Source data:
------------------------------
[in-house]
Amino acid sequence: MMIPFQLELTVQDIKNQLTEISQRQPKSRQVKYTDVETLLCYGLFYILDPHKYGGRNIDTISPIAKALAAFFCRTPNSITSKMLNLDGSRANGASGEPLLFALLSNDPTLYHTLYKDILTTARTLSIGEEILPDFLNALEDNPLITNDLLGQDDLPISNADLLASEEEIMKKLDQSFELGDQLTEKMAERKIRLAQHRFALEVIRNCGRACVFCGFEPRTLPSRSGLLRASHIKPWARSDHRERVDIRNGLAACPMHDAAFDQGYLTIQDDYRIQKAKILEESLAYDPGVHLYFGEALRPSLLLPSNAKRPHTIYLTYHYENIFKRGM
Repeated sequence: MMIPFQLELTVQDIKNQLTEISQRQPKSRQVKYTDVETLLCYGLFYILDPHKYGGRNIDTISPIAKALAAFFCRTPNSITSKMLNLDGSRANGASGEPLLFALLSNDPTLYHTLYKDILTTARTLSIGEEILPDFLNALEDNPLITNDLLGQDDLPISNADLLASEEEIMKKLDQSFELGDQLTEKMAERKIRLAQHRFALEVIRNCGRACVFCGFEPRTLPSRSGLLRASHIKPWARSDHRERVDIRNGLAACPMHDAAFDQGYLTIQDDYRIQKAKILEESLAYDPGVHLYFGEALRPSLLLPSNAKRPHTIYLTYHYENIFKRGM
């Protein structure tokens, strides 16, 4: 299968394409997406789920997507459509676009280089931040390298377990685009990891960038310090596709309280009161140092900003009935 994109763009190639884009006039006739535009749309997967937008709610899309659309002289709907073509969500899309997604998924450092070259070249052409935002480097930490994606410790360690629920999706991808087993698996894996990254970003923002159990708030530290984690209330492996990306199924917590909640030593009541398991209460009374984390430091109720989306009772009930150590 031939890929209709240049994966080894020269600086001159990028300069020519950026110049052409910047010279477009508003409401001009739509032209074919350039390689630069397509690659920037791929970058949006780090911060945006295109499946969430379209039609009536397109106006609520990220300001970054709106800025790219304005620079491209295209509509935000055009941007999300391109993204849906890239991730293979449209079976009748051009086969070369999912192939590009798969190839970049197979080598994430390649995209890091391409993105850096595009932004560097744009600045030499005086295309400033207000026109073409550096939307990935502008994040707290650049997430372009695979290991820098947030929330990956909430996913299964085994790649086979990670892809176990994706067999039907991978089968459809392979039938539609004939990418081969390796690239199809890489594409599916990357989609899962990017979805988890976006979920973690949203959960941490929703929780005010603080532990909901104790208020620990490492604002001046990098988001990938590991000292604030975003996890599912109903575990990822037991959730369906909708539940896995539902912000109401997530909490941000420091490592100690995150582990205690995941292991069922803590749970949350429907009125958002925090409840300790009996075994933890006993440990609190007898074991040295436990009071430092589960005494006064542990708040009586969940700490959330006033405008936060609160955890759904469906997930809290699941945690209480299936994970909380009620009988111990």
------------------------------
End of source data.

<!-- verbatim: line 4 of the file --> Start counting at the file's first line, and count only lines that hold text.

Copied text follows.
């Protein structure tokens, strides 16, 4: 299968394409997406789920997507459509676009280089931040390298377990685009990891960038310090596709309280009161140092900003009935 994109763009190639884009006039006739535009749309997967937008709610899309659309002289709907073509969500899309997604998924450092070259070249052409935002480097930490994606410790360690629920999706991808087993698996894996990254970003923002159990708030530290984690209330492996990306199924917590909640030593009541398991209460009374984390430091109720989306009772009930150590 031939890929209709240049994966080894020269600086001159990028300069020519950026110049052409910047010279477009508003409401001009739509032209074919350039390689630069397509690659920037791929970058949006780090911060945006295109499946969430379209039609009536397109106006609520990220300001970054709106800025790219304005620079491209295209509509935000055009941007999300391109993204849906890239991730293979449209079976009748051009086969070369999912192939590009798969190839970049197979080598994430390649995209890091391409993105850096595009932004560097744009600045030499005086295309400033207000026109073409550096939307990935502008994040707290650049997430372009695979290991820098947030929330990956909430996913299964085994790649086979990670892809176990994706067999039907991978089968459809392979039938539609004939990418081969390796690239199809890489594409599916990357989609899962990017979805988890976006979920973690949203959960941490929703929780005010603080532990909901104790208020620990490492604002001046990098988001990938590991000292604030975003996890599912109903575990990822037991959730369906909708539940896995539902912000109401997530909490941000420091490592100690995150582990205690995941292991069922803590749970949350429907009125958002925090409840300790009996075994933890006993440990609190007898074991040295436990009071430092589960005494006064542990708040009586969940700490959330006033405008936060609160955890759904469906997930809290699941945690209480299936994970909380009620009988111990």